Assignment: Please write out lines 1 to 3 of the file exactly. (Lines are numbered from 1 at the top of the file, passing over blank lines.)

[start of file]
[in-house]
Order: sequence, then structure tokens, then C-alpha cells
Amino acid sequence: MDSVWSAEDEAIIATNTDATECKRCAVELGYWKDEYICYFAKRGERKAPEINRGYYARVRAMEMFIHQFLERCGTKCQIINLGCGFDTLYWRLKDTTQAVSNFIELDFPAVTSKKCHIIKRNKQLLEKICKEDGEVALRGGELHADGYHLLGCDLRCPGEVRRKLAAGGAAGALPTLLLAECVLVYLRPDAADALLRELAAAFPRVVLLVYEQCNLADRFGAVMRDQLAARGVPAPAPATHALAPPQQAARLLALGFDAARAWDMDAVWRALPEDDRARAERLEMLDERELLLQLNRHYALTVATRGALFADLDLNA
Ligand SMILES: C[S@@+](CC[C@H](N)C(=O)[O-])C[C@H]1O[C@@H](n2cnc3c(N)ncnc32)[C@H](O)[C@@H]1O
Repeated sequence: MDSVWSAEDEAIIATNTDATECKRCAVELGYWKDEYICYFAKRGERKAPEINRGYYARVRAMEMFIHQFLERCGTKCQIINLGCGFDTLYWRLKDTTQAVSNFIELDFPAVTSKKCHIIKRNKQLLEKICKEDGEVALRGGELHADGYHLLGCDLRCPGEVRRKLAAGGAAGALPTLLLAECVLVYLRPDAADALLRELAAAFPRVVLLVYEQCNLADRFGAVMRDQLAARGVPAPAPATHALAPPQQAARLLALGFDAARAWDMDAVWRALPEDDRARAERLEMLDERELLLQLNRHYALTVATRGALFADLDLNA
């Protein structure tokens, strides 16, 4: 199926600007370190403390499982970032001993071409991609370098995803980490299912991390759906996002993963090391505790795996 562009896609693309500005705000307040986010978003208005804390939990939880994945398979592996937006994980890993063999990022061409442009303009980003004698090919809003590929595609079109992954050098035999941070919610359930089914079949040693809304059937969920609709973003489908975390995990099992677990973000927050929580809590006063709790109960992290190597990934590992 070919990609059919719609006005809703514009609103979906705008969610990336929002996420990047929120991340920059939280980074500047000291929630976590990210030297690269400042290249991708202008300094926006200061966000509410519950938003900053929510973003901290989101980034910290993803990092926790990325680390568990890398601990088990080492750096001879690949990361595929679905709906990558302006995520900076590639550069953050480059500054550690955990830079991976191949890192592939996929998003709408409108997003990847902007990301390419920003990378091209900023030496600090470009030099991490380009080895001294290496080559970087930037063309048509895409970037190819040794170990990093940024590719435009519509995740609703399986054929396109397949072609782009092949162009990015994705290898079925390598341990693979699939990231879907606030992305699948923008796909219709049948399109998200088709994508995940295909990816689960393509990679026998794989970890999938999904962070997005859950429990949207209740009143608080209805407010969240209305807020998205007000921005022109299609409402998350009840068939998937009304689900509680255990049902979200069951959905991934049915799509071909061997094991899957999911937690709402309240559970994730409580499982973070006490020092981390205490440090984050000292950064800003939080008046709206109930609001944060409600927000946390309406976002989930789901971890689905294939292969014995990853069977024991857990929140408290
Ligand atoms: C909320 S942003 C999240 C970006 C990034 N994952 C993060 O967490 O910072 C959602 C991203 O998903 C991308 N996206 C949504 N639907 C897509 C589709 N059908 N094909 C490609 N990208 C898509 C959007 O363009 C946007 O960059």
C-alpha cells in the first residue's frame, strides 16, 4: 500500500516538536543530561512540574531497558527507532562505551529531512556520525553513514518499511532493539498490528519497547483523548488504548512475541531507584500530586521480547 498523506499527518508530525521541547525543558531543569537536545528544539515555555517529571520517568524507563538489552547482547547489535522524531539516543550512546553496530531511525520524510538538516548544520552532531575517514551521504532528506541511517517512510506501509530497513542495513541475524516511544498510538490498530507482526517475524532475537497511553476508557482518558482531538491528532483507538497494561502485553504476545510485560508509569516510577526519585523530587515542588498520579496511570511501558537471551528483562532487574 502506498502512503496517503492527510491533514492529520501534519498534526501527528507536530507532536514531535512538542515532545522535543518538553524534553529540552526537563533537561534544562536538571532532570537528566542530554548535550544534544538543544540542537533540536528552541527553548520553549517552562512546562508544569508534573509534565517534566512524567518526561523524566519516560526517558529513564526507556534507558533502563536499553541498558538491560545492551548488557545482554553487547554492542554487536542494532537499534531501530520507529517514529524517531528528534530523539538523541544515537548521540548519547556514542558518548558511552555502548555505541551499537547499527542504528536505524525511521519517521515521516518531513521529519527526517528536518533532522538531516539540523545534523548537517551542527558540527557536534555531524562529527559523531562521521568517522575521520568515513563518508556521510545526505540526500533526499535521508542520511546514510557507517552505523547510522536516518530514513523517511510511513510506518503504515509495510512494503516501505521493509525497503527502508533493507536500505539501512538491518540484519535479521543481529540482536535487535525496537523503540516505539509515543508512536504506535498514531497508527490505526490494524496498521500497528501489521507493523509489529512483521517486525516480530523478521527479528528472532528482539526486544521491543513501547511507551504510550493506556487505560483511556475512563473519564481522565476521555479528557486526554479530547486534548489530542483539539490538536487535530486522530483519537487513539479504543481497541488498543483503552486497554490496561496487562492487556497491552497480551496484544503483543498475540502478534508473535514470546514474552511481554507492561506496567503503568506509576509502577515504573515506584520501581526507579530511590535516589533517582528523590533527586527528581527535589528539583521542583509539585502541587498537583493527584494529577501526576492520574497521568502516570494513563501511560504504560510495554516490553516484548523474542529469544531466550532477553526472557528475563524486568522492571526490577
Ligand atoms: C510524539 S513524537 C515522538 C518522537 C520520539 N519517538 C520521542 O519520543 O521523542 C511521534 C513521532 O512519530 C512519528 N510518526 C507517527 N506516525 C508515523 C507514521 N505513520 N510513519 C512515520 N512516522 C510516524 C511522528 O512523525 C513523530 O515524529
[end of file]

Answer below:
[in-house]
Order: sequence, then structure tokens, then C-alpha cells
Amino acid sequence: MDSVWSAEDEAIIATNTDATECKRCAVELGYWKDEYICYFAKRGERKAPEINRGYYARVRAMEMFIHQFLERCGTKCQIINLGCGFDTLYWRLKDTTQAVSNFIELDFPAVTSKKCHIIKRNKQLLEKICKEDGEVALRGGELHADGYHLLGCDLRCPGEVRRKLAAGGAAGALPTLLLAECVLVYLRPDAADALLRELAAAFPRVVLLVYEQCNLADRFGAVMRDQLAARGVPAPAPATHALAPPQQAARLLALGFDAARAWDMDAVWRALPEDDRARAERLEMLDERELLLQLNRHYALTVATRGALFADLDLNA